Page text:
Supreme Court President Dorit Beinisch went on the offensive Thursday, claiming that politicians are running a campaign to weaken the legal system and the Supreme Court.
Beinisch's words were a response to the recent approval of several political bills in the Knesset that aim to limit the Supreme Court's power. One such proposed bill submitted to the Knesset Constitution Committee would enable the Knesset to conduct in-depth probes of Supreme Court candidates.
Another proposal, the "Grunis Bill," named after Supreme Court Justice Asher Dan Grunis and sponsored by MK Yaakov (Katzeleh) Katz (National Union), would allow judges like Grunis, who is popular among right-wing politicians, to assume the role of Supreme Court president even if they have fewer than two years to serve their term on the bench.
Grunis is 67, and if he takes over from Beinisch in February, will have less than three years before he hits the mandatory retirement age for a Supreme Court President, which is 70.
Speaking at a conference of the Israeli Association of Public Law at the Dead Sea on Thursday, Beinisch, who is set to retire at the end of February 2012, said, "A campaign to weaken the legal system and the Supreme Court is being waged each year with increasing intensity. It is a campaign of delegitimization headed by politicians, members of Knesset, and even, so I heard, a minister.
"They are taking advantage of their immunity and feeding the public disinformation - an act that eventually turned into incitement against the Supreme Court. Afterward, like the Cossack who was robbed, they loudly declare that the public does not have faith in the legal system."
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She added, "The nature of a campaign of deceit is to spread and poison. This is what propaganda does. And this campaign is openly inciting against the Supreme Court and its judges. The writing was on the wall, the warnings were given, but no one got up to do anything about it."
Beinisch also did not mince words when it came to her hometown's negative image. The Jerusalem neighborhood of Rehavia, an upscale neighborhood where both she and her predecessor Aharon Barak reside, has been subjected to a barrage of criticism in recent years.
"A new shameful word has appeared in the last decade: 'Rehavia.' Someone created a populist gimmick one day claiming that Rehavia was a place where rich people who are not in touch with the public live, and today Rehavia is falsely presented as the fortress of the Left. Supreme Court judges were not raised on noble estates. They arose from among their nation and a variety of social echelons. Why, if so, should they be stigmatized and incited against? This propaganda has turned the term 'professional elite' into an indecent term."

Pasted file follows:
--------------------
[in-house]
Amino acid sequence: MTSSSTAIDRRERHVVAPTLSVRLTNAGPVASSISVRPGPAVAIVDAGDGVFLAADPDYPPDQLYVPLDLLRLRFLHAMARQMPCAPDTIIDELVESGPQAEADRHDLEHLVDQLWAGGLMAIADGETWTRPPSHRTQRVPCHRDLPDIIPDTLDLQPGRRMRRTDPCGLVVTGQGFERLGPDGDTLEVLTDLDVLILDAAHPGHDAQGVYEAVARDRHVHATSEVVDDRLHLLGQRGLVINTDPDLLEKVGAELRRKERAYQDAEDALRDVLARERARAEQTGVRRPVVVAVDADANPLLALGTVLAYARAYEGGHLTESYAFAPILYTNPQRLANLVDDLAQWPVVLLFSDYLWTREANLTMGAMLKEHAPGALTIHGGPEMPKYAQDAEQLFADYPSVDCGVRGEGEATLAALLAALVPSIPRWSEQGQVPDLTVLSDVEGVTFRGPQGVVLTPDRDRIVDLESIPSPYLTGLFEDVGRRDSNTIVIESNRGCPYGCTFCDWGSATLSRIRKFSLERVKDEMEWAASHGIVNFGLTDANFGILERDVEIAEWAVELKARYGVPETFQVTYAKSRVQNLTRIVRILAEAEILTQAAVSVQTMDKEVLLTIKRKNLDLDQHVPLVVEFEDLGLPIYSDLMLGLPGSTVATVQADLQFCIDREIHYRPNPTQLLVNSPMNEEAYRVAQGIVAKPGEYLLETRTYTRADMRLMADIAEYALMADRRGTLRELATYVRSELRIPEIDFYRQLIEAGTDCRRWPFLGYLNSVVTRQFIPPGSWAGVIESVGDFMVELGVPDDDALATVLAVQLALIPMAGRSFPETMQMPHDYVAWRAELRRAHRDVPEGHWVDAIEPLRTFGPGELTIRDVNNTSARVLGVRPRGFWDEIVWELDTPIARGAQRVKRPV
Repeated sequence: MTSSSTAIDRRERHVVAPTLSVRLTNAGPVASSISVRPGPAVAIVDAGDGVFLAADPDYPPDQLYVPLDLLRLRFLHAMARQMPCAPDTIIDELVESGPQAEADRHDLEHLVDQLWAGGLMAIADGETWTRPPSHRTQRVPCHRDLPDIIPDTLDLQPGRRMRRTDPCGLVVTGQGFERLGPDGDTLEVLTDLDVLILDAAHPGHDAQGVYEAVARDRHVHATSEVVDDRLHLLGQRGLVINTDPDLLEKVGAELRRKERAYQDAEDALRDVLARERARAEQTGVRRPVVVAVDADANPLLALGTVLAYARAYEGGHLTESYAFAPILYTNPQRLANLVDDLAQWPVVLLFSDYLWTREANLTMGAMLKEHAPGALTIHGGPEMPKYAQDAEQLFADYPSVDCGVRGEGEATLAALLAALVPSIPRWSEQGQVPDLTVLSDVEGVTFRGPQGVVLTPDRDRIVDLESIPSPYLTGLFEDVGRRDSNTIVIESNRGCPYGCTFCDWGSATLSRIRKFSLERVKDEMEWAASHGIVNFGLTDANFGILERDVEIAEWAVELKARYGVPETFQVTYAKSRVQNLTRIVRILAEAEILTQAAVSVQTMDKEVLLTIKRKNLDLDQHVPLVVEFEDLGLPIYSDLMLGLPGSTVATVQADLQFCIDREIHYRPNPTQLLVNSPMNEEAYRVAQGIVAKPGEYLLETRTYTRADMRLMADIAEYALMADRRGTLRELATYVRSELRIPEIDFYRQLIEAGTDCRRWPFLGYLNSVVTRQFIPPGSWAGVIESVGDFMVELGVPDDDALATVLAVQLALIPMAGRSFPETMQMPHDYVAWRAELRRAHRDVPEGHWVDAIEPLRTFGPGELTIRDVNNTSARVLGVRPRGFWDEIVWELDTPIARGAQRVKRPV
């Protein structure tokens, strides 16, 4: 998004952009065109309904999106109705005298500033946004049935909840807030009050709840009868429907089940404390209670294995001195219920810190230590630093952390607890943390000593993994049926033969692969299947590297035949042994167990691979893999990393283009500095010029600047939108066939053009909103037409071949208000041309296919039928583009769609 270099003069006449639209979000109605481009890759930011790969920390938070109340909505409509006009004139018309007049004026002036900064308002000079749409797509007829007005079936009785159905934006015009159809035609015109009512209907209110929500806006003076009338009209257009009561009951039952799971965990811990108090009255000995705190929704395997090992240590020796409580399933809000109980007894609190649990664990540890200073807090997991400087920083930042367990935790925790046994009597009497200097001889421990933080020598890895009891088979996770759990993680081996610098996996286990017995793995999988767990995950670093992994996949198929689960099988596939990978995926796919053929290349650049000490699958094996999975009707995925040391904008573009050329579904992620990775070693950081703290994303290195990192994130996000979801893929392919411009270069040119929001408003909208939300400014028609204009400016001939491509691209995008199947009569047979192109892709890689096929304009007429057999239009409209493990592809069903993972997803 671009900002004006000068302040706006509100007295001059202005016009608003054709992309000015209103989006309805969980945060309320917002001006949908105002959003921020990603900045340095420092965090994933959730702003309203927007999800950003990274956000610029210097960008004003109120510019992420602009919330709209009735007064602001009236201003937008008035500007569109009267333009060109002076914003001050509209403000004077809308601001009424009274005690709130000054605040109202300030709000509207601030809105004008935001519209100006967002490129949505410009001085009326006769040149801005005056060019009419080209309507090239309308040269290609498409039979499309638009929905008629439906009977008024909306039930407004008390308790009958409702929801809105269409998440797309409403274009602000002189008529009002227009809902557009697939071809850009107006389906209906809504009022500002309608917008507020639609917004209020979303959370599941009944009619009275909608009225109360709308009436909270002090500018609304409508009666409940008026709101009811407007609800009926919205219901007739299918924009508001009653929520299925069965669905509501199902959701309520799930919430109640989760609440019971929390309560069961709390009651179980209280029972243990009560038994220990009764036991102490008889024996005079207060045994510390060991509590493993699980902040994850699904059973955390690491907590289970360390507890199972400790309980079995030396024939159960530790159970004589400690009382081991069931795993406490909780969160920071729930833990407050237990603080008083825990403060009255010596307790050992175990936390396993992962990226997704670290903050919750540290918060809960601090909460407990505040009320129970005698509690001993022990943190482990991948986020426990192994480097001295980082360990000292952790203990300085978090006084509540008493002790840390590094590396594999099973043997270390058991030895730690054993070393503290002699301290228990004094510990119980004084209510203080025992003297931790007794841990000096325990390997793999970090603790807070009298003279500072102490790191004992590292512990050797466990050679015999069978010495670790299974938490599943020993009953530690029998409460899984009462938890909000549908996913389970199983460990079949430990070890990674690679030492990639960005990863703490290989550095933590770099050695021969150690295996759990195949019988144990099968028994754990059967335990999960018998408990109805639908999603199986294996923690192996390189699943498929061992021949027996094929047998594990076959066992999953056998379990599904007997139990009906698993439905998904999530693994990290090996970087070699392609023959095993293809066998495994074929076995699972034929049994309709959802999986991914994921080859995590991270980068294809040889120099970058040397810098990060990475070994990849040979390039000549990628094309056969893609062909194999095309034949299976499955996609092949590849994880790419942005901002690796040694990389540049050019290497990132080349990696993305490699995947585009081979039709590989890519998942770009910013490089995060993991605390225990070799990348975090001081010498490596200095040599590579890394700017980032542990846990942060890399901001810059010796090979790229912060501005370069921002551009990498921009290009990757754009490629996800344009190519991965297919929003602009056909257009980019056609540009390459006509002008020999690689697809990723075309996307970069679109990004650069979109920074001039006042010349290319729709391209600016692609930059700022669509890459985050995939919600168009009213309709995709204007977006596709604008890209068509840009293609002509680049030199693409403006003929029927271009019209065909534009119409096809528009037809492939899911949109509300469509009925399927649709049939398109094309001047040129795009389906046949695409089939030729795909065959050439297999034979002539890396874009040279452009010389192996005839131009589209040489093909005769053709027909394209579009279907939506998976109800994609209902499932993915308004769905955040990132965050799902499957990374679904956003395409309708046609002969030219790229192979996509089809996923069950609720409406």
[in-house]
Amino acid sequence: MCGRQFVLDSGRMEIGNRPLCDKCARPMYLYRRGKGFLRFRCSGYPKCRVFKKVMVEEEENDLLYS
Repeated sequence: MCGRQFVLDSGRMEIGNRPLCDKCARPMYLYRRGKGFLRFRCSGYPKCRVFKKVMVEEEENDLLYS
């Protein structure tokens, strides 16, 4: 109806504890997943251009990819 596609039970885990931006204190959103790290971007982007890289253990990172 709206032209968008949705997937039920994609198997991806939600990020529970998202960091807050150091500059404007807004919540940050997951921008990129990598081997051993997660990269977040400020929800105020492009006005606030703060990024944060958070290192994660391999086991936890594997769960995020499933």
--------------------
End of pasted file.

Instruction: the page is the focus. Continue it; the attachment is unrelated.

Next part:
Concerning the recent slew of legal proposals in the Knesset, Beinisch said, "The proposals, for the most part, are not aimed at the Supreme Court, but rather at limiting minority rights, weakening human rights organizations, and weakening those who are most discriminated against, including women and the impoverished. We are talking about a struggle over the image of Israel as a Jewish democratic state."
Beinisch said that despite the latest events, she was happy to see Prime Minister Benjamin Netanyahu express his support for the legal system.
At the end of her speech, Beinisch earned rousing applause. "This was a ground-breaking speech," Eliyahu Matza, a retired Supreme Court judge, said.
Members of the coalition, though, were fuming when Beinisch finished speaking. Coalition head MK Ze'ev Elkin (Likud), who is one of the sponsors of a proposal to require public hearings for judges before they are appointed, said, "Beinisch revealed a basic lack of understanding of democracy. Her words constitute a clear example of unrestrained incitement against the Knesset."
In response to reporter's question, Beinisch said that National Infrastructure Minister Uzi Landau and Foreign Minister Avigdor Lieberman, both of Yisrael Beitenu, were among the ministers who have spoken out against the Supreme Court. Neither chose to comment.
MK Yariv Levin (Likud), chairman of the Knesset House Committee, said "The attempt by Beinisch to silence the criticism, and deter those who criticize, will fail."
Meanwhile, in a surprise move, Beinisch suggested to former Attorney General Manny Mazuz that he add his name to the list of candidates for the Supreme Court, and Mazuz accepted the suggestion.
Justice Minister Yaakov Neeman - who was said not to support Mazuz for a position on the Supreme Court - finalized the list on Thursday, which includes 15 candidates.
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